Columbia U. team refines replacement cells for injured hearts

Electrically conditioned human cardiomyocytes. Striated ultrastructure containing troponin (stained in green) forms around cell nuclei (stained in blue).--Courtesy of Benjamin Lee, Columbia U.

Scientists researching heart failure have been actively trying to generate heart cells in the lab to resemble what we find in the normal human heart. Now a group from Columbia University School of Engineering and Applied Science show that by applying electrical stimulation to heart cells, from human stem cells in the lab, it's possible to mimic this process more closely.

Gordana Vunjak-Novakovic and her team published their work this month in Nature Communications. Their work addresses the issue of the current state of immaturity of hearts cells derived from human stem cells--an issue that many labs around the world are trying tackle.

In order for these heart cells to be used to replace dying cells in the injured heart they need to be fully "mature," willing to integrate and participate in the beating of the adult heart. Fully mature heart cells (cardiomyocytes) could also be used for drug screening to give a better indication of the benefits and risks of a drug.

Columbia U.'s Gordana Vunjak-Novakovic

Vunjak-Novakovic teamed up with fellow co-authors George Eng and Benjamin Lee, who grew human stem cell-derived cardiomyocytes and engineered them into 3-D structures. Over the course of one week they applied an electrical stimulus, resembling the electrical conduction of a healthy heart, to these structures and observed improved connectivity and muscular contraction.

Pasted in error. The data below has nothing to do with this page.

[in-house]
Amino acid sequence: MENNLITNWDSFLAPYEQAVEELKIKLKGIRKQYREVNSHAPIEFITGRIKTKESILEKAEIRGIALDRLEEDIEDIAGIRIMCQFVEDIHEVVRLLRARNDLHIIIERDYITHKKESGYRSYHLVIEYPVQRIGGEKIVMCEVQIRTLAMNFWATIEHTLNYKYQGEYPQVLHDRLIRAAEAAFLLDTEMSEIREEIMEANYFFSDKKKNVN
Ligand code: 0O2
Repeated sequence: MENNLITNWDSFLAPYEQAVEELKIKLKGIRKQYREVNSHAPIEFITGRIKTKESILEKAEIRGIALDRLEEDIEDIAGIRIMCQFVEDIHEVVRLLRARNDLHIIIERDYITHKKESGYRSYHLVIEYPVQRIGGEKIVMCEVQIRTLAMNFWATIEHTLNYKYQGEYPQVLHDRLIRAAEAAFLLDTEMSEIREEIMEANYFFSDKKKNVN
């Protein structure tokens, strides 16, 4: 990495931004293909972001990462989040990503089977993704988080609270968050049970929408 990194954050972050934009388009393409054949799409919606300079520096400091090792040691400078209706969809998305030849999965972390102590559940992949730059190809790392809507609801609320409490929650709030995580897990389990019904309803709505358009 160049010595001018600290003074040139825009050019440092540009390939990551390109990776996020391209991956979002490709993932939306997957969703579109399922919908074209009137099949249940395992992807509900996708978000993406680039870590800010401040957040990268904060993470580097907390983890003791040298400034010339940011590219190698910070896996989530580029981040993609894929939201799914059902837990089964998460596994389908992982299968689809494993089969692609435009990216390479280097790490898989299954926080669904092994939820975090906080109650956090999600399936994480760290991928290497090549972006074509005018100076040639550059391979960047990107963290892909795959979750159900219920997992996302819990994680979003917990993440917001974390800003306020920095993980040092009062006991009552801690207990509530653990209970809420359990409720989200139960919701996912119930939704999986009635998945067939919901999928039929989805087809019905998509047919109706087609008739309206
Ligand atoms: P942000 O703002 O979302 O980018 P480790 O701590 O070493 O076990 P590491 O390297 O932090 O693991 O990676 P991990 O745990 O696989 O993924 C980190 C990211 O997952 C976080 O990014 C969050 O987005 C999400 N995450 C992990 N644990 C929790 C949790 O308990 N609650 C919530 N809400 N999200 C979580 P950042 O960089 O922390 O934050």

"We've made an exciting discovery," says Vunjak-Novakovic. "We applied electrical stimulation to mature these cells, regulate their contractile function, and improve their ability to connect with each other. In fact, we trained the cell to adopt the beating pattern of the heart, improved the organization of important cardiac proteins, and helped the cells to become more adult-like.

"This preconditioning is an important step to generating robust cells that are useful for a wide range of applications including the study of cardiomyocyte biology, drug testing, and stem cell therapy. And we think that our method could lead to the reduction of arrhythmia during cell-based heart regeneration."

They next plan to see whether these conditioned cardiomyocytes have the ability to integrate and behave similar to cardiomyocytes already found in the heart.

- here's the release
- here's the Nature Communications article

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